Imposing a vacancy tax on investors whose homes are sitting empty in the Territory would not have a great effect on housing and rental affordability, housing advocacy groups have said.
Both ACT Shelter and Greater Canberra are concerned there just aren’t enough ”rentable” vacant homes in the Territory and say the Government would do better to focus its public sector resources, time and taxpayer money elsewhere.
An ACT Legislative Assembly inquiry into rental and housing affordability in the Territory is considering a proposal from ACT Greens crossbencher Johnathan Davis for a vacancy tax that would be slapped on landlords – both commercial and residential – with properties sitting empty.
Mr Davis suggested the tax would operate as an incentive for landlords to bring tenants in.
But Greater Canberra would instead like the Government to focus its efforts in the space on planning law reform so more homes can be built in existing suburbs with ease.
Group convenor Howard Maclean acknowledged this would not be free, but it would be a cheaper and better use of the Government’s finite public service resources than imposing a new tax.
Mr Maclean told the committee’s first public hearing on Friday (16 September) that while the group provided in-principle support for the idea of a vacancy tax, it wasn’t convinced that was the most effective policy lever the Territory had at its disposal.
The residential rental vacancy rate was 1 per cent in Canberra earlier this month, according to Domain.
“An additional tax on off-market vacancies would be a good tax but its impact would likely be modest,” Mr Maclean said.
“There simply aren’t that many habitable, well-located homes that are kept off-market at the moment.”
Mr Maclean said the Territory’s rental woes were largely being driven by a scarcity of homes in areas people wanted to live and he was “realistic” about what kind of an impact a vacancy tax would have on the market.
He also questioned whether changing the tax system would be the best use of government resources if it would only lead to a couple of hundred homes coming onto the market.
“We do think a vacancy tax would increase the number of homes coming onto the market, we’re just not sure the quantum would be [very big].”
Data collected by Icon Water for the ACT Government’s submission to the inquiry showed about 2400 homes could have been empty between March 2021 and February 2022.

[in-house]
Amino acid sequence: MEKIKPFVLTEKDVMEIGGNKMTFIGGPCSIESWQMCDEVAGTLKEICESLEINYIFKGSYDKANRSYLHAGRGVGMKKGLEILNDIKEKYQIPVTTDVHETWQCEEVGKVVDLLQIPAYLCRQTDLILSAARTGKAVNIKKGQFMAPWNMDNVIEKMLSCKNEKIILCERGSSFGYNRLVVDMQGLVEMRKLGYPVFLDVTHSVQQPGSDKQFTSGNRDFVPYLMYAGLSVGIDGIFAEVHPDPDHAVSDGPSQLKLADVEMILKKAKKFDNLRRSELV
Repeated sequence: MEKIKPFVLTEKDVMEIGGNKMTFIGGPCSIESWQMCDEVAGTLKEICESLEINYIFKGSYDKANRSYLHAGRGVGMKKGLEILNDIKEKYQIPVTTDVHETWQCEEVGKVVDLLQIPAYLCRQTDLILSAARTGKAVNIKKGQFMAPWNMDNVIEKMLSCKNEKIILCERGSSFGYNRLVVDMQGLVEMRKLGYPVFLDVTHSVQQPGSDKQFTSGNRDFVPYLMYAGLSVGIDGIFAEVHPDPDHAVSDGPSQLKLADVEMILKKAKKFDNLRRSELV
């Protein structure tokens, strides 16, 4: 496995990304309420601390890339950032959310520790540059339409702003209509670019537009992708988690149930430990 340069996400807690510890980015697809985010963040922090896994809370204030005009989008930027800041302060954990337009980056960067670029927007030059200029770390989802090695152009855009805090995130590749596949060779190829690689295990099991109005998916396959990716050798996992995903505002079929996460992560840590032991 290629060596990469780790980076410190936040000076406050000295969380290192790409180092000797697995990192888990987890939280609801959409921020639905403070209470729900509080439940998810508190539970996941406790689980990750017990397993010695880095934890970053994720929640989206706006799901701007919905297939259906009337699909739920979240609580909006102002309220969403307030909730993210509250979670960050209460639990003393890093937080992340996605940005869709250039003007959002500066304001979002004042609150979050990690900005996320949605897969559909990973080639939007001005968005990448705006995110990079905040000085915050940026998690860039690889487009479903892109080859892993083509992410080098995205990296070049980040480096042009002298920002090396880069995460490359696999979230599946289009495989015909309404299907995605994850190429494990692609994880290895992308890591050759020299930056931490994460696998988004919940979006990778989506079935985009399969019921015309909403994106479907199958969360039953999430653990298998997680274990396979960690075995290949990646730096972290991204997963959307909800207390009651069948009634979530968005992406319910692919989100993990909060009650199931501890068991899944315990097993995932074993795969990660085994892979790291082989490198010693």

That was measured by identifying sites where water usage was equal to or less than 50 litres a day. But it could not include units or apartments, nor whether a dwelling was actually habitable.
Mr Maclean said even this could be overstating the number of empty homes in the Territory, noting properties would often sit vacant for complex reasons.
“If somebody owns a home that is fit to be rented out … there isn’t a better market for landlords right now,” he said.
“One of the [most common reasons] may be the resident is very elderly or recently deceased and the estate is in the process of disposing of the home.”
He further noted any landlord with a property sitting vacant was being charged a tax “implicitly” – because they were paying land tax and general rates on it.
The Government’s submission confirmed it did not currently see vacant residential homes as a significant issue for Canberra, simply because they only represent 1.9 per cent of dwellings.
Its submission also noted it would cost the Government both time and resources to manage the new tax, which it estimated would be about $20,000 a year.
ACT Shelter, another housing advocacy group, also noted the impact of a vacancy tax was likely to be “modest”. Like Greater Canberra, the group did not oppose the introduction of a vacancy tax in and of itself.
Research and policy coordinator Deb Pippen said supply was the big issue and vacant stock was only a small part of the housing affordability problem.
A vacancy tax is imposed by the Federal Government on foreign investors who leave their properties empty. The ACT Government also imposes a foreign ownership land tax surcharge of 0.75 per cent of the average unimproved value per year.